MUSKOKA — It’s a burning issue among some local environmentalists who remember the last campaign against acid rain.
Restoring calcium levels in forest soils and lakes will help replenish the area’s dwindling supply of crayfish and maple sap, according to new research co-led by York University.
And implementing a new residential wood ash program is the way to do, it says.
A project well underway for at least two years, is encouraging people to save their “clean” wood ash to put it back into the lakes.
Calcium levels in soil and lakes are essential for the growth of all forms of life, but the levels across central Ontario are declining due to decades of acid rain, and it could take centuries for this calcium to rebuild on its own.
Researchers discovered that residential wood ash – a common household waste derived from wood-burning fireplaces and wood-fired ovens – was rich with the nutrients needed for restoring growth, including about 30 per cent calcium.
The study, published today in the journal FACETS, shows that adding controlled doses of cold residential wood ash to the watershed of Muskoka’s forests could help solve the calcium decline problem and boost forest growth.
“Calcium is an essential nutrient for all living things,” said Norman Yan, a senior scholar and professor emeritus of biology in the Faculty of Science, who co-led the study.
The well-known local scientist who has been studying the Muskoka Lakes for decades, says: “When you suffer from low calcium, you get osteoporosis and the ecosystem can suffer from osteoporosis as well. Many scientists have called this calcium decline problem ecological osteoporosis.”
Supplementing watershed soils with calcium-rich wood ash may also improve the region’s crayfish stock, water quality, seedling regeneration and sugar maple tree production of sap, used to make maple syrup.
“Lack of calcium has slowed the growth, reproduction and development of trees in Muskoka’s forests,” said Yan, chair of Friends of the Muskoka Watershed, a not-for-profit environmental organization that has conducted the research with York University, Dorset Environmental Science Centre, and Queen’s University.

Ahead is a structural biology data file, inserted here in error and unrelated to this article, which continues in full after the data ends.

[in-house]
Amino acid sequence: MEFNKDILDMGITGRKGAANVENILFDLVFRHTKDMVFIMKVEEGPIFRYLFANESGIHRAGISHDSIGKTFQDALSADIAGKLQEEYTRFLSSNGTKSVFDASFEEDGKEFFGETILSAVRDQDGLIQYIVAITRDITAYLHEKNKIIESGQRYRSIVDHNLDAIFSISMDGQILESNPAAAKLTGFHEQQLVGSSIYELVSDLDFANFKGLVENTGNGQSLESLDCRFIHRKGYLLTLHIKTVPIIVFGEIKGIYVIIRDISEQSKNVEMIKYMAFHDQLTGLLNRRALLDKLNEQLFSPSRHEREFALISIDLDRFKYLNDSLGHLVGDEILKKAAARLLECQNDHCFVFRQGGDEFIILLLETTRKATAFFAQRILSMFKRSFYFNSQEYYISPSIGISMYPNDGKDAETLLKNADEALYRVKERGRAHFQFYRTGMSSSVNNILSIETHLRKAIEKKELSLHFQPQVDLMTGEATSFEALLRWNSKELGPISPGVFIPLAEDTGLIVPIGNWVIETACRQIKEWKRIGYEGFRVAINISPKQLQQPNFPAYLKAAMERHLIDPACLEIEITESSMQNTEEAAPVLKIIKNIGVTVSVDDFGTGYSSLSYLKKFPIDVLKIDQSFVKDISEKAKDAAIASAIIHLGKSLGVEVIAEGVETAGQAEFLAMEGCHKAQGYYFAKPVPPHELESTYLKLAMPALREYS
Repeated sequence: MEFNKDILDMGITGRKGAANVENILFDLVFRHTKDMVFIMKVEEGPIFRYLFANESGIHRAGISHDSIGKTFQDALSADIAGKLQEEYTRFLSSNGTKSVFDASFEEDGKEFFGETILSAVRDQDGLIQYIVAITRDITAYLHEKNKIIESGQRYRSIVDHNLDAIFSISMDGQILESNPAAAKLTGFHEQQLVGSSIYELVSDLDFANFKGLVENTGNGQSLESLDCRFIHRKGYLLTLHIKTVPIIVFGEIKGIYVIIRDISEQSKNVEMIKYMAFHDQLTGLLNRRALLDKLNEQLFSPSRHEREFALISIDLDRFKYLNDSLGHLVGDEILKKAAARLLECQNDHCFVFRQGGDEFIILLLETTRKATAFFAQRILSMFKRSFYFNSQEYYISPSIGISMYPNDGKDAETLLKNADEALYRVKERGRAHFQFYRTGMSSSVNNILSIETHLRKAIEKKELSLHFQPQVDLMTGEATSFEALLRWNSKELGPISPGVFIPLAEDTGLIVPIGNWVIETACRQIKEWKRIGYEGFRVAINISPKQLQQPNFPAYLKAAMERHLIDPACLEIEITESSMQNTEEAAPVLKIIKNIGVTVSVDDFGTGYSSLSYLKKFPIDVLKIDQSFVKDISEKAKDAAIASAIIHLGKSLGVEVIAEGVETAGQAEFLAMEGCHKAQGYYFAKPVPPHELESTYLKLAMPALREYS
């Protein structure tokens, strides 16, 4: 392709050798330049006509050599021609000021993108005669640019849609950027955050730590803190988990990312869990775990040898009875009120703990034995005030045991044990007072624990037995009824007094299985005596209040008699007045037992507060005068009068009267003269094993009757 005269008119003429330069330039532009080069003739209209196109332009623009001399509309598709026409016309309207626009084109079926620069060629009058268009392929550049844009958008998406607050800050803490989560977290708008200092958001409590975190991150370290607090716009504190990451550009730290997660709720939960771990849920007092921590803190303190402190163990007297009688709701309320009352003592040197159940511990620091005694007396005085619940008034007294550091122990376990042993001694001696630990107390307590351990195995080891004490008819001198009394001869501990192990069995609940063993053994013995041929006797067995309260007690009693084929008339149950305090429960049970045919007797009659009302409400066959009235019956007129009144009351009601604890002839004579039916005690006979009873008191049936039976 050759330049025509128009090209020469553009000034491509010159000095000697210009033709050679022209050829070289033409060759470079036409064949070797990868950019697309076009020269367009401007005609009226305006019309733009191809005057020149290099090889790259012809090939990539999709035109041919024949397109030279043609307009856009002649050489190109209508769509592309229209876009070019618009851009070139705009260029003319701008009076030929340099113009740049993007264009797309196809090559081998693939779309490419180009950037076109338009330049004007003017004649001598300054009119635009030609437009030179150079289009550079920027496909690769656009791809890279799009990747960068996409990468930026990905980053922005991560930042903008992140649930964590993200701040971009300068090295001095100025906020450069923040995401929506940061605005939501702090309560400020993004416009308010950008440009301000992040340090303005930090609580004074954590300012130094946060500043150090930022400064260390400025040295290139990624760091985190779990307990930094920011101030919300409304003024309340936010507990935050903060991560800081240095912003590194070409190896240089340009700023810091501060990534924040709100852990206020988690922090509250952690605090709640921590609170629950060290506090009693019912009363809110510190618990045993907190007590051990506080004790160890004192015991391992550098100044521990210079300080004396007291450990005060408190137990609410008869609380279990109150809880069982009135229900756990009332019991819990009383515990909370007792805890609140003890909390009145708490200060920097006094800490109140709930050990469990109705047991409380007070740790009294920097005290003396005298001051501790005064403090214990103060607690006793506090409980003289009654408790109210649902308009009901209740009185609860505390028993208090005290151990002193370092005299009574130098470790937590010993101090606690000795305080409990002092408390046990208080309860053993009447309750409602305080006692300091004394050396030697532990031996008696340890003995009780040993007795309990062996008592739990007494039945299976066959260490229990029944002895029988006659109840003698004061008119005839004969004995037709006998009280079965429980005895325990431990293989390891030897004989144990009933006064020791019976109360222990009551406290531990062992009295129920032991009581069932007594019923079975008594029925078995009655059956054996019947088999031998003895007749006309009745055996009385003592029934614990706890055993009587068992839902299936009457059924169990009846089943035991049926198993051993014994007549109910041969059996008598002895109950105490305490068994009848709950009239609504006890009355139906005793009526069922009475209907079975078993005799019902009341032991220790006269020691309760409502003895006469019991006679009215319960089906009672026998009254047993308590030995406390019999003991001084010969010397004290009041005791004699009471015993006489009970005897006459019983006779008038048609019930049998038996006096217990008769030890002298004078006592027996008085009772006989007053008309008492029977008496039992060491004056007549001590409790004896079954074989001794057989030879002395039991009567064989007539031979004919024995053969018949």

While forest programs using industrial wood ash exist in areas of Europe such as Sweden, the use of the non-industrial residential wood ash has not been researched and tested until now, said the study co-author, Shakira Azan, a former post-doctoral biology student and research associate at York University.
“A lot of people in Muskoka burn wood for heat and some send it to the landfill so, by collecting and recycling their wood ash, we are diverting waste from landfills,” said Azan, an environmental project lead at Friends of the Muskoka Watershed.
The second phase of the research is AshMuskoka, a three-year pilot project which aims to be Canada’s first residential wood ash recycling program.
The project team, which launched in January, is working on securing 200 homeowners to donate their wood ash.
This fall, researchers will conduct small-scale wood ash additions to test dosage needs, develop tools to identify site-specific doses, and determine the benefits and harm of residential wood ash applications. The first test site will be three sugar bushes in Muskoka, where maple syrup producers are eager to see if the controlled doses will restore the bushes to good health and yield maple sap.
Friends of the Muskoka Watershed is working on the project with nine Canadian partners – including Trent University, University of Victoria, Laurentian University, Ontario Maple Syrup Producers Association and York University’s Learning for a Sustainable Future.
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